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This problem has been discovered by me and also another user, so it does not seem to be related to either of our own configurations. I That said, I am SSH’ing to the machine from a Mac, he is using another Linux machine.

When we SSH into an Ubuntu 14.04 machine, we notice that pressing the tab key logs us of the SSH session. Meaning, the session just drops and we have to start all over. As a result, tab completion does not work.

Any ideas?

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  • When you login via ssh, open a sub bash shell in the ssh session (just type bash) and then type 'set -x'. That will turn on extensive debug output. The nested sub shell should prevent disconnection when you hit tab. Once you've done that, just hit tab and see what it outputs. – Argonauts Sep 9 '16 at 20:32
  • Hmm, tried this, nothing happens. Meaning, tab works as expected. – NOP Sep 9 '16 at 20:34
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    I'm not sure what 'as expected' means. Disconnected? Sub shell exited? Completion? – Argonauts Sep 9 '16 at 20:36
  • Meaning tab completion works. We don't exit. – NOP Sep 9 '16 at 20:37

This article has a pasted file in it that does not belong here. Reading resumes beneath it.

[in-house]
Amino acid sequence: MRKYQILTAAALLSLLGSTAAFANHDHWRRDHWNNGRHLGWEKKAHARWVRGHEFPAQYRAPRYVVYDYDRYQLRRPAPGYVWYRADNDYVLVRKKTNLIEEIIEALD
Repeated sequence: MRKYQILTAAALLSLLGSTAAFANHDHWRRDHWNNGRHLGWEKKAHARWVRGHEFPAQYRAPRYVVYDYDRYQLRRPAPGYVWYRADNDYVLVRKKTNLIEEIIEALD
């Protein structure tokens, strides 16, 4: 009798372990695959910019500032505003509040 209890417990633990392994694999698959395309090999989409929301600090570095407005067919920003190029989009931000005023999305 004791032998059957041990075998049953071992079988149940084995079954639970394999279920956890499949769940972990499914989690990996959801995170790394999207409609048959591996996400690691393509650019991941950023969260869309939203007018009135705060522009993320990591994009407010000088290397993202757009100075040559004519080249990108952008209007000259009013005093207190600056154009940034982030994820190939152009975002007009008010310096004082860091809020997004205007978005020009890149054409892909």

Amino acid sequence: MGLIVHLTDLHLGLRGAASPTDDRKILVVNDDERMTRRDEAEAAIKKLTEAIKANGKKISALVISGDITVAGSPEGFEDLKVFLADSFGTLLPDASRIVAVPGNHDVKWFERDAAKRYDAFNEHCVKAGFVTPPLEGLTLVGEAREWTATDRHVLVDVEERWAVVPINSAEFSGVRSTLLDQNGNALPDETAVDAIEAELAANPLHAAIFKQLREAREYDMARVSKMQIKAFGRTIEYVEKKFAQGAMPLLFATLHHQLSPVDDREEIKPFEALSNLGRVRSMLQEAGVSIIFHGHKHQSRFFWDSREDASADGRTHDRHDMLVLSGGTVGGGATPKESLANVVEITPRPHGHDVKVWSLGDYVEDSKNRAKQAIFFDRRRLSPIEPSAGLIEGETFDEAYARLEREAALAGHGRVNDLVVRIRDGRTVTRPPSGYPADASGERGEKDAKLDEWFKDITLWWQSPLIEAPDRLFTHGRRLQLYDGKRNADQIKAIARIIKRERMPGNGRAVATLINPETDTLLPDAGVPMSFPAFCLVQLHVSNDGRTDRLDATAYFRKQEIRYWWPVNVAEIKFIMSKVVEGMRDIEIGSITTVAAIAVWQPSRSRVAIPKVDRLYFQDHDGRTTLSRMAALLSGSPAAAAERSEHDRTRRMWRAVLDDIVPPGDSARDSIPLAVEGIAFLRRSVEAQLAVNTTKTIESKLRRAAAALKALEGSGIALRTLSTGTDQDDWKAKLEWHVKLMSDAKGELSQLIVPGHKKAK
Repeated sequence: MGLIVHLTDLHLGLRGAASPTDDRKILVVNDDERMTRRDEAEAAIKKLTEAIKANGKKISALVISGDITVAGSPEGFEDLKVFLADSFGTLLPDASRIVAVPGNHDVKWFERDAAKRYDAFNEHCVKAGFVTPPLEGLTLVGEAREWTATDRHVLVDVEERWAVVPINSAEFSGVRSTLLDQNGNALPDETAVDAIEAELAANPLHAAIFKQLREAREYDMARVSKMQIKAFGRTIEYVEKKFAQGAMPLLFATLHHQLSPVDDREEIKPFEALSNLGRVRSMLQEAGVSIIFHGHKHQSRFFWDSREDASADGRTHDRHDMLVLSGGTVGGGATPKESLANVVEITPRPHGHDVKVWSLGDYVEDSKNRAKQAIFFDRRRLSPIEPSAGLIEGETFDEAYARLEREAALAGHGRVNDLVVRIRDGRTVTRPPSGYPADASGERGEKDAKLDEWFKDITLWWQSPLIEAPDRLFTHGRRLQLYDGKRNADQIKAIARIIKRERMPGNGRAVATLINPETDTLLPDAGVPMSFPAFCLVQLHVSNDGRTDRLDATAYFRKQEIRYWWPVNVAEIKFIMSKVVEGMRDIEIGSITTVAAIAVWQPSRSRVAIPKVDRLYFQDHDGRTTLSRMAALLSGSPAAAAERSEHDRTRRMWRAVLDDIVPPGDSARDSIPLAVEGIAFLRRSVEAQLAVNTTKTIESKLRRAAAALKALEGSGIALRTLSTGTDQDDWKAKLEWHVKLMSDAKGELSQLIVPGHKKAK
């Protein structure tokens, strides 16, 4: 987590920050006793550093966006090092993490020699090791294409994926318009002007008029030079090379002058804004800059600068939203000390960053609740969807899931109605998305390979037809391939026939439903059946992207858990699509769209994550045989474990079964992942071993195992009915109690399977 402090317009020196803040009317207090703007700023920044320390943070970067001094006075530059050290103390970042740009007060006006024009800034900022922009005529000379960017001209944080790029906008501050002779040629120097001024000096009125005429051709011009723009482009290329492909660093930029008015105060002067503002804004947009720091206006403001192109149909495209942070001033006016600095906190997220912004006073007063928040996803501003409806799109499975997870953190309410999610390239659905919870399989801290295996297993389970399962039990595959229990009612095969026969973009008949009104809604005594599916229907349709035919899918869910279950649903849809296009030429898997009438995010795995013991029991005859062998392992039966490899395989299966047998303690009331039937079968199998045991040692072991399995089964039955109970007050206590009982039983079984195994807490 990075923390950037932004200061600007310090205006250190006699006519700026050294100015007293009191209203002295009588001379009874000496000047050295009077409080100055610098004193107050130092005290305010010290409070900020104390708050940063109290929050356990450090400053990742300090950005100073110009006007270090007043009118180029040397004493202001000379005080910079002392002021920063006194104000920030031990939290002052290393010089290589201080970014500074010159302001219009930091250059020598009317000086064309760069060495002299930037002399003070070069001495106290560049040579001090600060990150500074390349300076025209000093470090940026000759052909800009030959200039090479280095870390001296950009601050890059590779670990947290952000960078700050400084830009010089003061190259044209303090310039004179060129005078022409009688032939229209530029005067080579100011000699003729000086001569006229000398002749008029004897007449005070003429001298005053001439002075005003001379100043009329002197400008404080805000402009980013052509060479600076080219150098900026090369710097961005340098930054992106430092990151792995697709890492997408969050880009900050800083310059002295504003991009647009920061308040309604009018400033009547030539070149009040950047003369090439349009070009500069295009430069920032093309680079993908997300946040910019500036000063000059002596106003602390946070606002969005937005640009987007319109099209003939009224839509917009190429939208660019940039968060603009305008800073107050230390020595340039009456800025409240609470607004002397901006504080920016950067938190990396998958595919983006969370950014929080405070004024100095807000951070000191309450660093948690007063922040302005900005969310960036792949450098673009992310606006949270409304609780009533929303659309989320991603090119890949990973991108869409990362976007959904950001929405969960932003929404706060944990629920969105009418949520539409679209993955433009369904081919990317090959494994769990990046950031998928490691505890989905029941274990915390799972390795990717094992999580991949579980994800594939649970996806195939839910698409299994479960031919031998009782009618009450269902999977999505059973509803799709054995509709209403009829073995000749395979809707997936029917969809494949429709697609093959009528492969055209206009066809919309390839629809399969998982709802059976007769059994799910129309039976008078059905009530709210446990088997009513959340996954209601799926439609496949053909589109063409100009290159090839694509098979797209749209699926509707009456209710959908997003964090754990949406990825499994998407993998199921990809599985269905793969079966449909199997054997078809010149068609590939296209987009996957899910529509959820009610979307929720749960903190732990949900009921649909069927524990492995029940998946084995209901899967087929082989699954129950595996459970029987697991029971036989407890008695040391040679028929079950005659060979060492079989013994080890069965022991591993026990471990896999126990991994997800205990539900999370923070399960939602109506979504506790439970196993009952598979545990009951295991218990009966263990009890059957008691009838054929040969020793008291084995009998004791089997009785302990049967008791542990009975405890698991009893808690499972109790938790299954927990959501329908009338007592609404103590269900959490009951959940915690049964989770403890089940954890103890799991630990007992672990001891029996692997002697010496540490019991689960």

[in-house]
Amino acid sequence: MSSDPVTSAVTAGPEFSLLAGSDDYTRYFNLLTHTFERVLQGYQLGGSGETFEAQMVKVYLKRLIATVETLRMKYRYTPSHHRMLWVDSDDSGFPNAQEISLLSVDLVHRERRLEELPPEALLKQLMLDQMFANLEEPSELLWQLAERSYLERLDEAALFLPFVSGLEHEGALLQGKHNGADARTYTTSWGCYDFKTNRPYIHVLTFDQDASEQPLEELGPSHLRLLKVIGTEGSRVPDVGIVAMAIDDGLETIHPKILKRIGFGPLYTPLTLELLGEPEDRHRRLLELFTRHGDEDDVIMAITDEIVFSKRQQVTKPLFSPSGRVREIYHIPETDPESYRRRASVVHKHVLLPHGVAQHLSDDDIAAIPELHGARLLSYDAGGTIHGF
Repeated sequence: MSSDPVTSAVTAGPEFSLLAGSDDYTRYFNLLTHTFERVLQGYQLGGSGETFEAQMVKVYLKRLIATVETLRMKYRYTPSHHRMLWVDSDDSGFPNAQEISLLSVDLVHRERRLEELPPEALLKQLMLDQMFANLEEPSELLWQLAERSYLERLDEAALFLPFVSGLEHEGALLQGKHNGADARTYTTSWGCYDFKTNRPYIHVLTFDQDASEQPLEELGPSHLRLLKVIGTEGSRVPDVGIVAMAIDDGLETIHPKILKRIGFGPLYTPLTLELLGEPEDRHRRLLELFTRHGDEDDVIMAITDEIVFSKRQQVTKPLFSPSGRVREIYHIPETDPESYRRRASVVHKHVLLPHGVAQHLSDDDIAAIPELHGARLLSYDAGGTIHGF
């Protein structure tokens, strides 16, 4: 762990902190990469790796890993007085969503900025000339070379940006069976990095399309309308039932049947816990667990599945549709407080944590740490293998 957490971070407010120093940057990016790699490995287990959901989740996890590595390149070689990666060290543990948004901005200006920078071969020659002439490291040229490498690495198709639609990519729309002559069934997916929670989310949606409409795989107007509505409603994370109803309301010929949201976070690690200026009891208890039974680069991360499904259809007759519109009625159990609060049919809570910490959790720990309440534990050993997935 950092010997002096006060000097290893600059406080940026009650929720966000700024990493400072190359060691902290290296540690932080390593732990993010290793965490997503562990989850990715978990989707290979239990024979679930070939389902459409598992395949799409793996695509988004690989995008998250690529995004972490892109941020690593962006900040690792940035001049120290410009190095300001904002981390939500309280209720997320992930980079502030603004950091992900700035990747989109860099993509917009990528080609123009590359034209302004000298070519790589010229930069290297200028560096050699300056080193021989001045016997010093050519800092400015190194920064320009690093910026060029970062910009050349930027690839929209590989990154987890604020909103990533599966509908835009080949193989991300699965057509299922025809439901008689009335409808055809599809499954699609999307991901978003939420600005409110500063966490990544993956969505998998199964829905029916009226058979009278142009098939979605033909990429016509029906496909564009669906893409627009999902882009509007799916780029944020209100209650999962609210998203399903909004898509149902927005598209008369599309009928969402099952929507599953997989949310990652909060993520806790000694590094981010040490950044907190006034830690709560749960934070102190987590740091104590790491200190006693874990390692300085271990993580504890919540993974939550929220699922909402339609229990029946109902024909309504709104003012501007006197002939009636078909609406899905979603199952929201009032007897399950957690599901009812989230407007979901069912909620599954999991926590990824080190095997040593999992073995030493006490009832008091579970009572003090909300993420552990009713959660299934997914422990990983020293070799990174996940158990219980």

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    I'm guessing there is an issue with your tab completion implementation - maybe someone modified it at some point. To confirm that completion is ending the current bash shell, type 'echo $SHLVL' before hitting tab, and then again afterwards. Otherwise follow the same process as before. SHLVL contains the number of nested shells you currently have. If after hitting tab it has decreased by one, then you know a shell exit occurred. Look carefully through the debug output during tab completion for the word exit or similar – Argonauts Sep 9 '16 at 20:53
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Even though your problem was the destination machine overheating, I'll share another solution that may be relevant to others: This can happen if you have set -e set in your bash shell. You can check with:

sh
$ echo $-
ehimuBHs

If you see an e, that means your shell will exit on any error code (you can test by running false).

For a temporary fix, run set +e to disable that option. Similar with -u, generally you don't want that option in your main shell.

You will want to track down how that happened to prevent it from happening again. One possible way is if you source a script that has set -e in it. Check all your .profile, .bashrc, and any scripts that are called by them.

For more details, see this answer.

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